The modern business landscape has evolved. The core business focus has moved from operational excellence to innovation. The customer is now at the center of the pyramid, around which processes and products revolve, all tied together with a common thread of design.
One of the defining characteristics of a business is how it treats its customers. With the fast-paced, competitive nature of the corporate world, customers have increasingly become aware of the influence they hold over businesses. Thus, leaders must learn to adapt to this ambiguous world. To navigate these murky waters, design thinking is the way to go. In financial services, one of the most important factors is to understand the customer and see things from their perspective. Powered by empathy, design thinking really helps shape the industry.
From front-end packaging to product innovation and iterative business processes, the idea of design has come a long way. The financial services industry has had a glimpse of the potential of design thinking in the way FinTech has disrupted the market with their accurate problem finding and customer centric problem-solving approach. With every success story, design thinking is evolving from a concept to a mindset and is gradually being imbibed in the organization’s culture. However, there is still a long way to go when it comes to exploring the depth of opportunities that design thinking has in store for the FinServ community.
In our latest study, we at LTP have dived deep into the design wave, and are quite fascinated with the potential and impact of design thinking on the future of financial services. In this report, we explore the framework of design thinking and understand how it translates into effective product/service design. We shed light on some of the inspiring success stories and also present a unique and exciting use case in this space.
Some of the key takeaways from the Design Thinking: Evolving the Global Business Landscape report
Design thinking is a tool for innovation which takes three different factors into account:
1. Desirability: demand from the people 2. Feasibility: how plausible is a feat with available technology 3. Viability: the harmony between people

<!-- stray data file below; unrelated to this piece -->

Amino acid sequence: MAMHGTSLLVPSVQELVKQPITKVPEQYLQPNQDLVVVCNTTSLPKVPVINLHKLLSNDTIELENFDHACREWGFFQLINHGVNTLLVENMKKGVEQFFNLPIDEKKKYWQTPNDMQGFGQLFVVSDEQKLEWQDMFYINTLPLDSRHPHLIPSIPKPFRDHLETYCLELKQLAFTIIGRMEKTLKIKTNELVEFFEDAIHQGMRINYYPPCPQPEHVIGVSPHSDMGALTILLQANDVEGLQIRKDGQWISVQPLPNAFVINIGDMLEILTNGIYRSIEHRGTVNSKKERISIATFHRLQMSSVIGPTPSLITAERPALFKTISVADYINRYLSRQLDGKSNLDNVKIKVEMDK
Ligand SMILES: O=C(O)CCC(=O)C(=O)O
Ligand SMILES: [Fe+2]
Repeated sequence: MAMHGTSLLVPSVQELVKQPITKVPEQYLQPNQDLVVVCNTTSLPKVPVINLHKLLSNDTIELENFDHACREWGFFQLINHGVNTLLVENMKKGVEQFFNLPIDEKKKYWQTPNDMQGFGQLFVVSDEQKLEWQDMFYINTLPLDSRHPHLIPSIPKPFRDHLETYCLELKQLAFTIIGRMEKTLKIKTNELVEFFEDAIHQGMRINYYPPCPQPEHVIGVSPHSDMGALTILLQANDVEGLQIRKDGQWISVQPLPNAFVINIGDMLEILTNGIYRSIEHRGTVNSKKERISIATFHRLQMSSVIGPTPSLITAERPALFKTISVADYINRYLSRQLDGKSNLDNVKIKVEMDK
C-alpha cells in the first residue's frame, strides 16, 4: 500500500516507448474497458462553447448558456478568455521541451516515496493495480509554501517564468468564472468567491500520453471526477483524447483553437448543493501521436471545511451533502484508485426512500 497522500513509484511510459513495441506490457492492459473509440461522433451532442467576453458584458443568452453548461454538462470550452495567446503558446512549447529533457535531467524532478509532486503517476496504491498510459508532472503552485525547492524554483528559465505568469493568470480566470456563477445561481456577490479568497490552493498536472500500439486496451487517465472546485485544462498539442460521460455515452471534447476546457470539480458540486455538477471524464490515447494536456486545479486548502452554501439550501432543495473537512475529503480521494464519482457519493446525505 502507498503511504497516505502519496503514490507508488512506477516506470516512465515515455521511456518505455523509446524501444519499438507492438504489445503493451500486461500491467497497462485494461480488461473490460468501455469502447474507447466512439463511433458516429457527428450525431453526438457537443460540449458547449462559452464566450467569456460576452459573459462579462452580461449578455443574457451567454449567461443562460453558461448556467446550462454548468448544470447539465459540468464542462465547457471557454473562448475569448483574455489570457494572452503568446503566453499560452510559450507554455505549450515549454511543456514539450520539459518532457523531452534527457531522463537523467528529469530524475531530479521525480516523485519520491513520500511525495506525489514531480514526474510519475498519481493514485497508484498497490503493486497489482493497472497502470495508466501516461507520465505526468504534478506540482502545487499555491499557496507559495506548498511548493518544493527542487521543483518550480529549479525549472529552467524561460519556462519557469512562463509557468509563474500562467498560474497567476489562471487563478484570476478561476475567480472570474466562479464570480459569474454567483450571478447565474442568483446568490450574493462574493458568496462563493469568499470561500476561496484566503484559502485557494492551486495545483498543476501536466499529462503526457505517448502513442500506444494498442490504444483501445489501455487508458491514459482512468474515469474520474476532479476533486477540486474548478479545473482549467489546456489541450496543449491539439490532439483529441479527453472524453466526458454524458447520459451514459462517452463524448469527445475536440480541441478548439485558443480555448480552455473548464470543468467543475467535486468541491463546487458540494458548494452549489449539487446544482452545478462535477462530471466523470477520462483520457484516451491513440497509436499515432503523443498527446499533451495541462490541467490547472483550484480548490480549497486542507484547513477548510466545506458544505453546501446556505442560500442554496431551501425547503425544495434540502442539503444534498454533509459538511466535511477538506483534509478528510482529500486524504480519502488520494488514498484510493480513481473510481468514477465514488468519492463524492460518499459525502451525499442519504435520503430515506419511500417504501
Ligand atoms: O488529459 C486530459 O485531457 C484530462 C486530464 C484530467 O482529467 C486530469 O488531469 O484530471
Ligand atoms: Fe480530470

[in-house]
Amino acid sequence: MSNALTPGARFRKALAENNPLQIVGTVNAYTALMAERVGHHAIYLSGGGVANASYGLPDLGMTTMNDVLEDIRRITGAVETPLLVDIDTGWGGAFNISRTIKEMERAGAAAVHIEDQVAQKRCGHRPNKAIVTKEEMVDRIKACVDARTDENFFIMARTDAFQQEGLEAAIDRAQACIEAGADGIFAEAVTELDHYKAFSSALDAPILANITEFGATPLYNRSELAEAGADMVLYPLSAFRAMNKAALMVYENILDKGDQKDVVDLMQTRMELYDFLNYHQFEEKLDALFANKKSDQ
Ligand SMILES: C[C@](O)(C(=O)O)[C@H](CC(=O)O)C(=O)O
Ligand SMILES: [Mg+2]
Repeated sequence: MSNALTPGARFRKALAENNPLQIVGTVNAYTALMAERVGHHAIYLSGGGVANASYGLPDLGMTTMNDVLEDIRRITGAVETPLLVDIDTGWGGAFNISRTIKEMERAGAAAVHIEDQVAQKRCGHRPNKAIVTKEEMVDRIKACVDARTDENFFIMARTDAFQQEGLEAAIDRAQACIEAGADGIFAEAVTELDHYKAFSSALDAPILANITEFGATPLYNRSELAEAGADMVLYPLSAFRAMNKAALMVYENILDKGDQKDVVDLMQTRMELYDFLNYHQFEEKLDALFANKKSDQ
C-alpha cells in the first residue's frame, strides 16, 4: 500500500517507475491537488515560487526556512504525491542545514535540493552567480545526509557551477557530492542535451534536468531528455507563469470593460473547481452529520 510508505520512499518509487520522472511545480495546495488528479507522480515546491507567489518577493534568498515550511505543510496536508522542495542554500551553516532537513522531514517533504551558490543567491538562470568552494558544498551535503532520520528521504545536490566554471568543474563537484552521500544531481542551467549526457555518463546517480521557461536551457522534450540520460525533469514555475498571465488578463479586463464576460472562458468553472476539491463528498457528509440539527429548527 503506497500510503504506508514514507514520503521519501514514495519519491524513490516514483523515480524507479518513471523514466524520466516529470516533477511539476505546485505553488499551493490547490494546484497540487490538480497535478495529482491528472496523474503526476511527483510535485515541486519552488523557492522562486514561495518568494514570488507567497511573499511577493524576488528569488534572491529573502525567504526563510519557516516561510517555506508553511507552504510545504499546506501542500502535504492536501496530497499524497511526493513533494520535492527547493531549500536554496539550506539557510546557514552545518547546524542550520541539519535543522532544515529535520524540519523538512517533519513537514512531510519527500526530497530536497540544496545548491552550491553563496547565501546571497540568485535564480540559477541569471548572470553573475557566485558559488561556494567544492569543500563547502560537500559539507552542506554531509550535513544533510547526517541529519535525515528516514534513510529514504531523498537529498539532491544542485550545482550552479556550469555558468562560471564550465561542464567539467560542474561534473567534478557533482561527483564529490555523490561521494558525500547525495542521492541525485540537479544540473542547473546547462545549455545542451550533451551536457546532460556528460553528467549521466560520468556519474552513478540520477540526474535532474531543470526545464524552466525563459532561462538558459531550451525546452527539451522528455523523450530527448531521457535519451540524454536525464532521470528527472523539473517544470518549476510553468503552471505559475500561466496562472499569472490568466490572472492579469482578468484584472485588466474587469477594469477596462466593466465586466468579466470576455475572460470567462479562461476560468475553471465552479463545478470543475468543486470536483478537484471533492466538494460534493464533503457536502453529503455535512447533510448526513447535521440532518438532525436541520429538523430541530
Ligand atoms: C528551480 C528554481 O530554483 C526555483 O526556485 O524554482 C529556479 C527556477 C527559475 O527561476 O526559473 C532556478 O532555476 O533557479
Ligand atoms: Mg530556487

In this manner, there is a lot of overlap between different teams in a company, and the customer has a voice in the process.
- Emphasize with the customer
- Develop a Point of View (POV) based on user, need, and insight
- Generate multiple ideas from the POV
- Develop a prototype
- Let customer give feedback on prototype and make changes based on feedback
Fail early, fail often – but fail smart.
Design Thinking in FinTech
In comparison to traditional banking services, FinTech is all about making changes to adapt to the customer’s needs. The reason FinTech can successfully do this is by accurately defining a real problem through design thinking. Design thinking in FinTech places an emphasis on ease-of-use and the experience-over-product. User experience is being seen as the driving force for a modern business, and thus enterprises and modern banks are pushing for increased effort on UI design, especially for the mobile channel.
With the focus of banks shifting from payment processors to trusted consumer advisors, there has been greater attention paid to the customer experience. Banks can improve themselves through design thinking through:
1. In-house design teams: Internal design teams meant to text and experiment new service innovations.
2. API-based integration with FinTech: Collaborate with enterprise FinTech companies by offering them bank’s technology platform to experiment and fill the skill gaps in the team.
3. Strategic partnership with FinTech: Partner with FinTech firms offering financial services. Banks can then understand market potential, and the new product offering helps them test the strategy for new business.
The report also contains examples of innovators applying design thinking approach in product development:
- Lending Club
- And more
Design thinking in financial services has also been explored in the report on the following institutional examples:
- Capital One
- Bank of America
- MassMutual Financial Group
In full, the report contains the following elements:
- Executive Summary
- Introduction a. Understanding the concept b. Evolution c. Key features
- The framework of design thinking a. Empathy b. Problem identification c. Solving a problem vs. Finding a solution d. The process further
- Design thinking: Evolving business mindset
- Design thinking: Transforming financial services a. Need of the hour b. FinTech riding the design wave c. The road ahead for banks and FIs
- Key Success stories in FinServ
- Use case